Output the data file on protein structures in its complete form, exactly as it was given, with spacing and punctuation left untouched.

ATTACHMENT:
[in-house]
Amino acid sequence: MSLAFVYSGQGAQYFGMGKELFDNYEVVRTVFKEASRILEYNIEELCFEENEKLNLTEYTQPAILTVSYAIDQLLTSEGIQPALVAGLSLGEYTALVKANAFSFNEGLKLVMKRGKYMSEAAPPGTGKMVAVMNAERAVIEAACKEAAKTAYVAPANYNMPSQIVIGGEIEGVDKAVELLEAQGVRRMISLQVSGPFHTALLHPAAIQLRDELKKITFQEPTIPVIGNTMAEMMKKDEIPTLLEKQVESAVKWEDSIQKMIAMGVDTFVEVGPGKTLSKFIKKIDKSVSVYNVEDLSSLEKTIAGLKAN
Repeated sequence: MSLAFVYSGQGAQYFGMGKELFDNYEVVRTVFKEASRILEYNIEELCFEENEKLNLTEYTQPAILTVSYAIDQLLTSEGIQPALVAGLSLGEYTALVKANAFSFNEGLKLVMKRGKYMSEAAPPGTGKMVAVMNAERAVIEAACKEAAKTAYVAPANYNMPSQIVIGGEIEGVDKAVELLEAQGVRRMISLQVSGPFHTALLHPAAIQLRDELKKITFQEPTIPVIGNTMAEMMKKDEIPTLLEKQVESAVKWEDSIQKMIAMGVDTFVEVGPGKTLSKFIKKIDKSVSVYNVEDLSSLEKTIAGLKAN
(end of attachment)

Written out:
[in-house]
Amino acid sequence: MSLAFVYSGQGAQYFGMGKELFDNYEVVRTVFKEASRILEYNIEELCFEENEKLNLTEYTQPAILTVSYAIDQLLTSEGIQPALVAGLSLGEYTALVKANAFSFNEGLKLVMKRGKYMSEAAPPGTGKMVAVMNAERAVIEAACKEAAKTAYVAPANYNMPSQIVIGGEIEGVDKAVELLEAQGVRRMISLQVSGPFHTALLHPAAIQLRDELKKITFQEPTIPVIGNTMAEMMKKDEIPTLLEKQVESAVKWEDSIQKMIAMGVDTFVEVGPGKTLSKFIKKIDKSVSVYNVEDLSSLEKTIAGLKAN
Repeated sequence: MSLAFVYSGQGAQYFGMGKELFDNYEVVRTVFKEASRILEYNIEELCFEENEKLNLTEYTQPAILTVSYAIDQLLTSEGIQPALVAGLSLGEYTALVKANAFSFNEGLKLVMKRGKYMSEAAPPGTGKMVAVMNAERAVIEAACKEAAKTAYVAPANYNMPSQIVIGGEIEGVDKAVELLEAQGVRRMISLQVSGPFHTALLHPAAIQLRDELKKITFQEPTIPVIGNTMAEMMKKDEIPTLLEKQVESAVKWEDSIQKMIAMGVDTFVEVGPGKTLSKFIKKIDKSVSVYNVEDLSSLEKTIAGLKAN